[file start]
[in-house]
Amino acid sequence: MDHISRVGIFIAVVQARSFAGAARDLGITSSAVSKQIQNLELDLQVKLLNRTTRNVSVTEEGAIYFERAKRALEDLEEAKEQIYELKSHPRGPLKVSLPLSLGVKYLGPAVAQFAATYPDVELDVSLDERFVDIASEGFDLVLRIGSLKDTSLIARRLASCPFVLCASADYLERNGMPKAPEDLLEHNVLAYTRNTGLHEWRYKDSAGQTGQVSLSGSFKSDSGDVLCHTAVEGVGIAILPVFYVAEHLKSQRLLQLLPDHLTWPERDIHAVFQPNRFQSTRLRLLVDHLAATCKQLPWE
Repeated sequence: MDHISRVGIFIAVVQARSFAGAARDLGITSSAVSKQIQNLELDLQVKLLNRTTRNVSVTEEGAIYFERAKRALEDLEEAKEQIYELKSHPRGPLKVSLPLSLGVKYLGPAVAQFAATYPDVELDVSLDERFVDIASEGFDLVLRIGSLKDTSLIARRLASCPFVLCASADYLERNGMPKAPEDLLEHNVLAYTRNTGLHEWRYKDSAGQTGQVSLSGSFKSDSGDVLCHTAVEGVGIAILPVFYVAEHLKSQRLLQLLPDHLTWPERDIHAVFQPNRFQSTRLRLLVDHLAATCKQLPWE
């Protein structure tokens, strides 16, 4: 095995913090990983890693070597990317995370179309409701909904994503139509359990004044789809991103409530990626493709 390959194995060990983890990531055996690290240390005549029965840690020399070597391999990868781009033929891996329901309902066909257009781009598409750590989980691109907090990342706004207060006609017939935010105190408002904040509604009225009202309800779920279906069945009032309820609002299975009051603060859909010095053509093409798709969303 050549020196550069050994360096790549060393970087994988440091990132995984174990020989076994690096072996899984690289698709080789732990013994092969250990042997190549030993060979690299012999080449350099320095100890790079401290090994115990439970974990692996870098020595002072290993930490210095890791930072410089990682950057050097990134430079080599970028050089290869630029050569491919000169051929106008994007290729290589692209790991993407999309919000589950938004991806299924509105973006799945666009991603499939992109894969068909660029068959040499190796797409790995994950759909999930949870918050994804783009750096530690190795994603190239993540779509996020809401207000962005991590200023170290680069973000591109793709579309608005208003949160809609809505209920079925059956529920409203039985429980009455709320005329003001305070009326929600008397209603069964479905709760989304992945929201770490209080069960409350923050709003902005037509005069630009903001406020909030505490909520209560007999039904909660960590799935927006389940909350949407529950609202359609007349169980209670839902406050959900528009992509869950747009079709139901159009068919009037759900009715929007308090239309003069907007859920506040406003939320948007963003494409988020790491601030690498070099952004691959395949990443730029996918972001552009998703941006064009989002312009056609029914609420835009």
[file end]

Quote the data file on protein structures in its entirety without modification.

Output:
[in-house]
Amino acid sequence: MDHISRVGIFIAVVQARSFAGAARDLGITSSAVSKQIQNLELDLQVKLLNRTTRNVSVTEEGAIYFERAKRALEDLEEAKEQIYELKSHPRGPLKVSLPLSLGVKYLGPAVAQFAATYPDVELDVSLDERFVDIASEGFDLVLRIGSLKDTSLIARRLASCPFVLCASADYLERNGMPKAPEDLLEHNVLAYTRNTGLHEWRYKDSAGQTGQVSLSGSFKSDSGDVLCHTAVEGVGIAILPVFYVAEHLKSQRLLQLLPDHLTWPERDIHAVFQPNRFQSTRLRLLVDHLAATCKQLPWE
Repeated sequence: MDHISRVGIFIAVVQARSFAGAARDLGITSSAVSKQIQNLELDLQVKLLNRTTRNVSVTEEGAIYFERAKRALEDLEEAKEQIYELKSHPRGPLKVSLPLSLGVKYLGPAVAQFAATYPDVELDVSLDERFVDIASEGFDLVLRIGSLKDTSLIARRLASCPFVLCASADYLERNGMPKAPEDLLEHNVLAYTRNTGLHEWRYKDSAGQTGQVSLSGSFKSDSGDVLCHTAVEGVGIAILPVFYVAEHLKSQRLLQLLPDHLTWPERDIHAVFQPNRFQSTRLRLLVDHLAATCKQLPWE
């Protein structure tokens, strides 16, 4: 095995913090990983890693070597990317995370179309409701909904994503139509359990004044789809991103409530990626493709 390959194995060990983890990531055996690290240390005549029965840690020399070597391999990868781009033929891996329901309902066909257009781009598409750590989980691109907090990342706004207060006609017939935010105190408002904040509604009225009202309800779920279906069945009032309820609002299975009051603060859909010095053509093409798709969303 050549020196550069050994360096790549060393970087994988440091990132995984174990020989076994690096072996899984690289698709080789732990013994092969250990042997190549030993060979690299012999080449350099320095100890790079401290090994115990439970974990692996870098020595002072290993930490210095890791930072410089990682950057050097990134430079080599970028050089290869630029050569491919000169051929106008994007290729290589692209790991993407999309919000589950938004991806299924509105973006799945666009991603499939992109894969068909660029068959040499190796797409790995994950759909999930949870918050994804783009750096530690190795994603190239993540779509996020809401207000962005991590200023170290680069973000591109793709579309608005208003949160809609809505209920079925059956529920409203039985429980009455709320005329003001305070009326929600008397209603069964479905709760989304992945929201770490209080069960409350923050709003902005037509005069630009903001406020909030505490909520209560007999039904909660960590799935927006389940909350949407529950609202359609007349169980209670839902406050959900528009992509869950747009079709139901159009068919009037759900009715929007308090239309003069907007859920506040406003939320948007963003494409988020790491601030690498070099952004691959395949990443730029996918972001552009998703941006064009989002312009056609029914609420835009």